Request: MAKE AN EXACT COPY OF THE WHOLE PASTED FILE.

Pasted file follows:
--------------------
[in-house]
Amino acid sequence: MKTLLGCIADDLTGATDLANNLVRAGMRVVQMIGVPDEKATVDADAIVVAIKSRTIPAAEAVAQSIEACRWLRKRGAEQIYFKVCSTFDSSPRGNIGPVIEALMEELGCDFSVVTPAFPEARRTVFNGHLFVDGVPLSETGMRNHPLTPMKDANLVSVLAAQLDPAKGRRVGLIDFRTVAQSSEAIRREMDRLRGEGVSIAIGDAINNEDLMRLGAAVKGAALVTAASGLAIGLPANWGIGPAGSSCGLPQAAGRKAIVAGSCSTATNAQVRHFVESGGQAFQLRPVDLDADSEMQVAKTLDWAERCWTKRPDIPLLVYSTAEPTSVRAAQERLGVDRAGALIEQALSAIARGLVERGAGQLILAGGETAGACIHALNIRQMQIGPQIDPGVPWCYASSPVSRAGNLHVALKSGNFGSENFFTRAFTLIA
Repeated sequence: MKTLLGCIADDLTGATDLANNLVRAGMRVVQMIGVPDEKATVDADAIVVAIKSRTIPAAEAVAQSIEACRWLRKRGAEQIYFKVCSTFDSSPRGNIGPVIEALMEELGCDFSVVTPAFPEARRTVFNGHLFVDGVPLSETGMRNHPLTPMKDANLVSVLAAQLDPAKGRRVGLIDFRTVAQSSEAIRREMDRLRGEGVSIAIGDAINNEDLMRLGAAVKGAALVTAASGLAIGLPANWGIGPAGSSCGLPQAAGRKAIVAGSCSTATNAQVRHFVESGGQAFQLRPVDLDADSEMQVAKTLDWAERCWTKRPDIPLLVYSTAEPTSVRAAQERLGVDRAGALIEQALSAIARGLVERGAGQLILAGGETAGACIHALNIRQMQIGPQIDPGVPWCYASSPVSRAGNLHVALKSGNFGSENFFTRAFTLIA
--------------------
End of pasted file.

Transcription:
[in-house]
Amino acid sequence: MKTLLGCIADDLTGATDLANNLVRAGMRVVQMIGVPDEKATVDADAIVVAIKSRTIPAAEAVAQSIEACRWLRKRGAEQIYFKVCSTFDSSPRGNIGPVIEALMEELGCDFSVVTPAFPEARRTVFNGHLFVDGVPLSETGMRNHPLTPMKDANLVSVLAAQLDPAKGRRVGLIDFRTVAQSSEAIRREMDRLRGEGVSIAIGDAINNEDLMRLGAAVKGAALVTAASGLAIGLPANWGIGPAGSSCGLPQAAGRKAIVAGSCSTATNAQVRHFVESGGQAFQLRPVDLDADSEMQVAKTLDWAERCWTKRPDIPLLVYSTAEPTSVRAAQERLGVDRAGALIEQALSAIARGLVERGAGQLILAGGETAGACIHALNIRQMQIGPQIDPGVPWCYASSPVSRAGNLHVALKSGNFGSENFFTRAFTLIA
Repeated sequence: MKTLLGCIADDLTGATDLANNLVRAGMRVVQMIGVPDEKATVDADAIVVAIKSRTIPAAEAVAQSIEACRWLRKRGAEQIYFKVCSTFDSSPRGNIGPVIEALMEELGCDFSVVTPAFPEARRTVFNGHLFVDGVPLSETGMRNHPLTPMKDANLVSVLAAQLDPAKGRRVGLIDFRTVAQSSEAIRREMDRLRGEGVSIAIGDAINNEDLMRLGAAVKGAALVTAASGLAIGLPANWGIGPAGSSCGLPQAAGRKAIVAGSCSTATNAQVRHFVESGGQAFQLRPVDLDADSEMQVAKTLDWAERCWTKRPDIPLLVYSTAEPTSVRAAQERLGVDRAGALIEQALSAIARGLVERGAGQLILAGGETAGACIHALNIRQMQIGPQIDPGVPWCYASSPVSRAGNLHVALKSGNFGSENFFTRAFTLIA